A slightly different post!

This post is a video carrying on from the previous blog post I did about Collins and Quillian’s theory. The task this week was to use this research and create a short video about this theory but also link it in with another theory. I hope you enjoy the post and it would be great to hear what you all think!


Collins & Quillian – The Hierarchical Network Model of Semantic Memory

Last week I had my first Digital Literacy seminar of 2nd year. We were all given a different psychologist to research and explore in more detail and present these findings to the rest of the group. Being a digital literacy specialist I decided to present my findings in the form of a blog post.

The Hierarchical Network Model of Semantic Memory is a theory first introduced by Collins & Quillian in 1969. This was the 1st systematic model of semantic memory. Semantic memory refers to someone’s long term memory. These are the ideas and concepts that are not from personal experience but more from common knowledge such as the sounds of letters and colours.

The model suggests that semantic memory is organised into 2 categories, the first being nodes which is referred to being a major concept, such as an animal or a bird. The second is a property, also referred to as being the attribute or feature of the concept such as brown or wings.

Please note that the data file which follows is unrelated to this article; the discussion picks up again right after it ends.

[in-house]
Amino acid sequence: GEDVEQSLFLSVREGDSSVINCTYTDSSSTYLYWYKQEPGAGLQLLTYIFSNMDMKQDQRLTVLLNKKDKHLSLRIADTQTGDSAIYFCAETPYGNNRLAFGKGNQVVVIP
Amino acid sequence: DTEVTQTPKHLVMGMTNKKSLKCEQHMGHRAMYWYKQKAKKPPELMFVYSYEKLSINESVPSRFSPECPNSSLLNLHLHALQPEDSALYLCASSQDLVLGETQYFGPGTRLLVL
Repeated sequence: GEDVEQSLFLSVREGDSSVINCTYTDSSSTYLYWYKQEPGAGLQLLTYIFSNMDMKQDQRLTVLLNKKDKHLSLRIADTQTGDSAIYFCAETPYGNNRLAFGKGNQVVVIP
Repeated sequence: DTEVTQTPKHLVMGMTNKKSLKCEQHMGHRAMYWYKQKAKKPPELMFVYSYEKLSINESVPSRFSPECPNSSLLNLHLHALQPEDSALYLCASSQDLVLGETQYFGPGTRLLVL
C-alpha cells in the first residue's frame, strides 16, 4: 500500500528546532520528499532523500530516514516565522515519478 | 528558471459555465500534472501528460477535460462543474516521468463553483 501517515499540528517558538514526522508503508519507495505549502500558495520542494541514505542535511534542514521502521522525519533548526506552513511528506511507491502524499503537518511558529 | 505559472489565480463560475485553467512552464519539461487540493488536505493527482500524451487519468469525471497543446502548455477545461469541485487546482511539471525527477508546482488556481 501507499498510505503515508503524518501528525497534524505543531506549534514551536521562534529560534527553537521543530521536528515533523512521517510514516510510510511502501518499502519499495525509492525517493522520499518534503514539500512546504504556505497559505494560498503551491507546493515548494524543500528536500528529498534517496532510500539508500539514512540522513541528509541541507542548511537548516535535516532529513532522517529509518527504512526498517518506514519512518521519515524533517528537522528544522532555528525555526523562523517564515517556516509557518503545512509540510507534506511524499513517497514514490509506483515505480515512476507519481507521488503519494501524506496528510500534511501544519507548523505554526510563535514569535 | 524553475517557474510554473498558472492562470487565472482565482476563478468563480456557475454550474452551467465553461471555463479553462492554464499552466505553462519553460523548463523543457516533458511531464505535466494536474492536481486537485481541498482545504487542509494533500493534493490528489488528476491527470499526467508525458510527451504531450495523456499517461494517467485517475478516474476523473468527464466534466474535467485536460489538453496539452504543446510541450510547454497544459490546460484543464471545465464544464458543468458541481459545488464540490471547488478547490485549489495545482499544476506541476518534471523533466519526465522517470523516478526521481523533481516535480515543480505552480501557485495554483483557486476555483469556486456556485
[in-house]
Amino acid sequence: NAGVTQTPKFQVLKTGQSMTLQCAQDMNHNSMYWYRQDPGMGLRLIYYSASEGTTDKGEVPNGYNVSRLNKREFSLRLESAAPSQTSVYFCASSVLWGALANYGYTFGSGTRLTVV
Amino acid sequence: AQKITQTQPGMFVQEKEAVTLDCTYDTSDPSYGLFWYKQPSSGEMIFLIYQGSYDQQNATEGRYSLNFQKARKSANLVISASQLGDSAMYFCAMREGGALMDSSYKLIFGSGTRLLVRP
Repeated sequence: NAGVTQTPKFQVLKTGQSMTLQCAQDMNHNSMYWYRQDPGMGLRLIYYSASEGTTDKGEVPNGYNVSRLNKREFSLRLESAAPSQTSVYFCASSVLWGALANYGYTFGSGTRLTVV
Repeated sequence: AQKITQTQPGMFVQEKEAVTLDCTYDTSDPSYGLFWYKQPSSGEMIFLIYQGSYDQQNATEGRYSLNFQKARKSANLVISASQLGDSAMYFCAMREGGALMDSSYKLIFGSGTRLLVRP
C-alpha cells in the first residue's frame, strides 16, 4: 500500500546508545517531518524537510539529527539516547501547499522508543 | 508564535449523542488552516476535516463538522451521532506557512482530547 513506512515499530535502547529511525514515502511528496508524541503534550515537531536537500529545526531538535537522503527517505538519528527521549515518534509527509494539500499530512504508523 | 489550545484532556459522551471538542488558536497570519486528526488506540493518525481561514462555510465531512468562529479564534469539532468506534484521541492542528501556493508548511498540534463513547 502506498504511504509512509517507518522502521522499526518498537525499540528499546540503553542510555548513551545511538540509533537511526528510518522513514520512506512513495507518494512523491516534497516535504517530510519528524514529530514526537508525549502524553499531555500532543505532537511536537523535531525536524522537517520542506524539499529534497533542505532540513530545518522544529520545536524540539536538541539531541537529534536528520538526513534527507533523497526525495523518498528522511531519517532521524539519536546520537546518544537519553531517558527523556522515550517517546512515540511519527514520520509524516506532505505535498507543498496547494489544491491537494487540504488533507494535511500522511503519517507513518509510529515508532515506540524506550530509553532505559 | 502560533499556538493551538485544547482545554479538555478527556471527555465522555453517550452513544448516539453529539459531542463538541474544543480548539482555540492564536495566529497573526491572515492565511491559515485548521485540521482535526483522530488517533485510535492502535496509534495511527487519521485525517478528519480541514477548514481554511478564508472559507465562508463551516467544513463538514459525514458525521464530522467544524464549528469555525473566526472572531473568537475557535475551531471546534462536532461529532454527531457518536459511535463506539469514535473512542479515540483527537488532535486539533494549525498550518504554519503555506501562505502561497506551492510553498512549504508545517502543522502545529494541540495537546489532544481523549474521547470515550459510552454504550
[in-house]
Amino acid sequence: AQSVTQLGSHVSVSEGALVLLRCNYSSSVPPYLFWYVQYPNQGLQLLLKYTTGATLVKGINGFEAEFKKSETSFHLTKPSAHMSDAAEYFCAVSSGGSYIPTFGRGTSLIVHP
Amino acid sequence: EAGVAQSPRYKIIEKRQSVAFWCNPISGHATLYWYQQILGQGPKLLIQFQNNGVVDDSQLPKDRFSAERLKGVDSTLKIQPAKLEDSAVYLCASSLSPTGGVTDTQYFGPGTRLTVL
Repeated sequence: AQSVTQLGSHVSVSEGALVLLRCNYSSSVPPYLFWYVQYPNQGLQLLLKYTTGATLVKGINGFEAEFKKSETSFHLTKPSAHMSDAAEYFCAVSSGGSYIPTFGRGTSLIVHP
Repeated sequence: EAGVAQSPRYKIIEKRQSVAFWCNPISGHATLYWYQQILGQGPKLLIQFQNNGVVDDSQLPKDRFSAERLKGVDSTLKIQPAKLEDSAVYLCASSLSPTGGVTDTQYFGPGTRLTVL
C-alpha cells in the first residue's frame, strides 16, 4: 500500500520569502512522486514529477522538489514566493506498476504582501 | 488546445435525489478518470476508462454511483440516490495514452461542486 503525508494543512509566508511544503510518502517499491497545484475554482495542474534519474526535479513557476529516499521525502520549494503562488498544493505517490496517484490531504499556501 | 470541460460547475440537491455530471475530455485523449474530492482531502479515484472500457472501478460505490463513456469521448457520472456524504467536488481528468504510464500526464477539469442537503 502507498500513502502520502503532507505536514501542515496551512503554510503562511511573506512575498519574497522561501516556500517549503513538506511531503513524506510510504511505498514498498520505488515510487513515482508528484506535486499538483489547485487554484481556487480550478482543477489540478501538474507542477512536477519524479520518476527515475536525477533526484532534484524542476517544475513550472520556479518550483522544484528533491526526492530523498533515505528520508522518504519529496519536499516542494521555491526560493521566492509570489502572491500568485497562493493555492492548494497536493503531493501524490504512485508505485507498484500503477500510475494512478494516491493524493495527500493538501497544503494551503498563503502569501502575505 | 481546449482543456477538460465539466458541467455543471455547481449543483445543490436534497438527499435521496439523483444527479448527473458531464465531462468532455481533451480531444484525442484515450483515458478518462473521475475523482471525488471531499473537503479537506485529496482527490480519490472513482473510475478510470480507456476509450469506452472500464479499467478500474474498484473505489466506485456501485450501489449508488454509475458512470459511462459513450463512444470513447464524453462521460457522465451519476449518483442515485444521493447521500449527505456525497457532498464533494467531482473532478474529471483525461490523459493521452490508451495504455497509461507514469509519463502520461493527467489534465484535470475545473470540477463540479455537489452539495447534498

So, how does this theory link to the primary classroom? Last week in one of our education studies seminars it was mentioned that the average teacher expects a response from a child to answer a question within 1 second, it was argued that this is not enough time for children to be able to process the question, find the answer and then verbally present it and therefore more time should be allowed for a response by the teacher, without moving on to another child. This theory talks about how the time taken to regain the knowledge that a person has acquired over time sets off a stimulus that then activates a set of nodes, which then activate other related nodes causing the activation to become widely spread. For example, if a someone was asked ‘Is a dog an animal’, the time taken to respond to that question would depend on the amount of relations between the node which recognises a dog and an animal. Therefore this supports the argument that children should be allowed more time to be able to think of their answers. 

Cognitive economy refers to the information that is stored at one level of the hierarchy is then not repeated on any other levels (See diagram below). A fact or concept is stored at the highest level in which it applies to, e.g fish would be under the category animal and not just fish.


Thank you for taking time to read my blog post and I hope that you found it interesting and I would appreciate any comments you may have about it appreciate any comments you may have about it.